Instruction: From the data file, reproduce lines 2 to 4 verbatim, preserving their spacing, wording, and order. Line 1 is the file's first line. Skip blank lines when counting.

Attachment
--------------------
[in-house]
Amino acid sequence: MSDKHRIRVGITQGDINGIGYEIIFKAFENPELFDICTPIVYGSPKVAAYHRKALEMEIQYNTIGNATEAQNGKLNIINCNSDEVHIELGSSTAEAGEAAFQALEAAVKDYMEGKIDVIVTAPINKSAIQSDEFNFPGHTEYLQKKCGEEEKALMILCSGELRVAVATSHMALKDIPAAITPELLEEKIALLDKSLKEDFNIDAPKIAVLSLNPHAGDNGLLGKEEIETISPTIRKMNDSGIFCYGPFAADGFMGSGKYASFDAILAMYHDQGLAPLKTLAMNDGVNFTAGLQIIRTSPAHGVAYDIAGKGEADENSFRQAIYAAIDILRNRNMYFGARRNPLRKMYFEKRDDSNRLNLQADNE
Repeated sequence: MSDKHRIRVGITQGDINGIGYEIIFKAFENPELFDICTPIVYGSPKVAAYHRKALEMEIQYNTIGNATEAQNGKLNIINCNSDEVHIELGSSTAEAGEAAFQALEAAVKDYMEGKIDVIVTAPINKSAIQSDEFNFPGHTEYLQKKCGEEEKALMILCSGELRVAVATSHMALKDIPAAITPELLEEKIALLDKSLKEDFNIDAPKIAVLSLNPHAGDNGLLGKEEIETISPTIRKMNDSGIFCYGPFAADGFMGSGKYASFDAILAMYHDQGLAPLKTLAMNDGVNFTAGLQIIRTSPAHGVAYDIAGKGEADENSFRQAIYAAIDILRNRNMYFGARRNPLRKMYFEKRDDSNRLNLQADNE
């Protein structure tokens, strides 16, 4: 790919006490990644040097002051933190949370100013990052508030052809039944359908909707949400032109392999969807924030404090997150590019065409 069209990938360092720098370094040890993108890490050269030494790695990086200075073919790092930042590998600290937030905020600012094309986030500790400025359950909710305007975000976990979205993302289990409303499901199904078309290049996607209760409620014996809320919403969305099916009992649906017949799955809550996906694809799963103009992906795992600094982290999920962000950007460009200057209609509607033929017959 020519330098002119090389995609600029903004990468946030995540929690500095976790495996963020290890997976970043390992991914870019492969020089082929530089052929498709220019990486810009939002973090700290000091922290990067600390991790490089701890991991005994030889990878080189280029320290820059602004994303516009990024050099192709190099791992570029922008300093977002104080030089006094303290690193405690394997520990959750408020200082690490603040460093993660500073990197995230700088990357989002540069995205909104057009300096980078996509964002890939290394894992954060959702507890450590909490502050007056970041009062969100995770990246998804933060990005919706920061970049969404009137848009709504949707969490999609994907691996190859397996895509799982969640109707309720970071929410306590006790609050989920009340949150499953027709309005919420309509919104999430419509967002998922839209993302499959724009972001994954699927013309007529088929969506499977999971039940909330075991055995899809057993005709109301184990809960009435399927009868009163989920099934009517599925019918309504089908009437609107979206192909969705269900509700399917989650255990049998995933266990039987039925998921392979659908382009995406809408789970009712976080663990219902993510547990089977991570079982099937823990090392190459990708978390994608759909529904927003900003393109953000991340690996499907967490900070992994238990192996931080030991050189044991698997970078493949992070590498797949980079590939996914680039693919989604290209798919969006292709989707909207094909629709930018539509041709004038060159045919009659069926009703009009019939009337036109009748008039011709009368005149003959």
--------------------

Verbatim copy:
Amino acid sequence: MSDKHRIRVGITQGDINGIGYEIIFKAFENPELFDICTPIVYGSPKVAAYHRKALEMEIQYNTIGNATEAQNGKLNIINCNSDEVHIELGSSTAEAGEAAFQALEAAVKDYMEGKIDVIVTAPINKSAIQSDEFNFPGHTEYLQKKCGEEEKALMILCSGELRVAVATSHMALKDIPAAITPELLEEKIALLDKSLKEDFNIDAPKIAVLSLNPHAGDNGLLGKEEIETISPTIRKMNDSGIFCYGPFAADGFMGSGKYASFDAILAMYHDQGLAPLKTLAMNDGVNFTAGLQIIRTSPAHGVAYDIAGKGEADENSFRQAIYAAIDILRNRNMYFGARRNPLRKMYFEKRDDSNRLNLQADNE
Repeated sequence: MSDKHRIRVGITQGDINGIGYEIIFKAFENPELFDICTPIVYGSPKVAAYHRKALEMEIQYNTIGNATEAQNGKLNIINCNSDEVHIELGSSTAEAGEAAFQALEAAVKDYMEGKIDVIVTAPINKSAIQSDEFNFPGHTEYLQKKCGEEEKALMILCSGELRVAVATSHMALKDIPAAITPELLEEKIALLDKSLKEDFNIDAPKIAVLSLNPHAGDNGLLGKEEIETISPTIRKMNDSGIFCYGPFAADGFMGSGKYASFDAILAMYHDQGLAPLKTLAMNDGVNFTAGLQIIRTSPAHGVAYDIAGKGEADENSFRQAIYAAIDILRNRNMYFGARRNPLRKMYFEKRDDSNRLNLQADNE
């Protein structure tokens, strides 16, 4: 790919006490990644040097002051933190949370100013990052508030052809039944359908909707949400032109392999969807924030404090997150590019065409 069209990938360092720098370094040890993108890490050269030494790695990086200075073919790092930042590998600290937030905020600012094309986030500790400025359950909710305007975000976990979205993302289990409303499901199904078309290049996607209760409620014996809320919403969305099916009992649906017949799955809550996906694809799963103009992906795992600094982290999920962000950007460009200057209609509607033929017959 020519330098002119090389995609600029903004990468946030995540929690500095976790495996963020290890997976970043390992991914870019492969020089082929530089052929498709220019990486810009939002973090700290000091922290990067600390991790490089701890991991005994030889990878080189280029320290820059602004994303516009990024050099192709190099791992570029922008300093977002104080030089006094303290690193405690394997520990959750408020200082690490603040460093993660500073990197995230700088990357989002540069995205909104057009300096980078996509964002890939290394894992954060959702507890450590909490502050007056970041009062969100995770990246998804933060990005919706920061970049969404009137848009709504949707969490999609994907691996190859397996895509799982969640109707309720970071929410306590006790609050989920009340949150499953027709309005919420309509919104999430419509967002998922839209993302499959724009972001994954699927013309007529088929969506499977999971039940909330075991055995899809057993005709109301184990809960009435399927009868009163989920099934009517599925019918309504089908009437609107979206192909969705269900509700399917989650255990049998995933266990039987039925998921392979659908382009995406809408789970009712976080663990219902993510547990089977991570079982099937823990090392190459990708978390994608759909529904927003900003393109953000991340690996499907967490900070992994238990192996931080030991050189044991698997970078493949992070590498797949980079590939996914680039693919989604290209798919969006292709989707909207094909629709930018539509041709004038060159045919009659069926009703009009019939009337036109009748008039011709009368005149003959």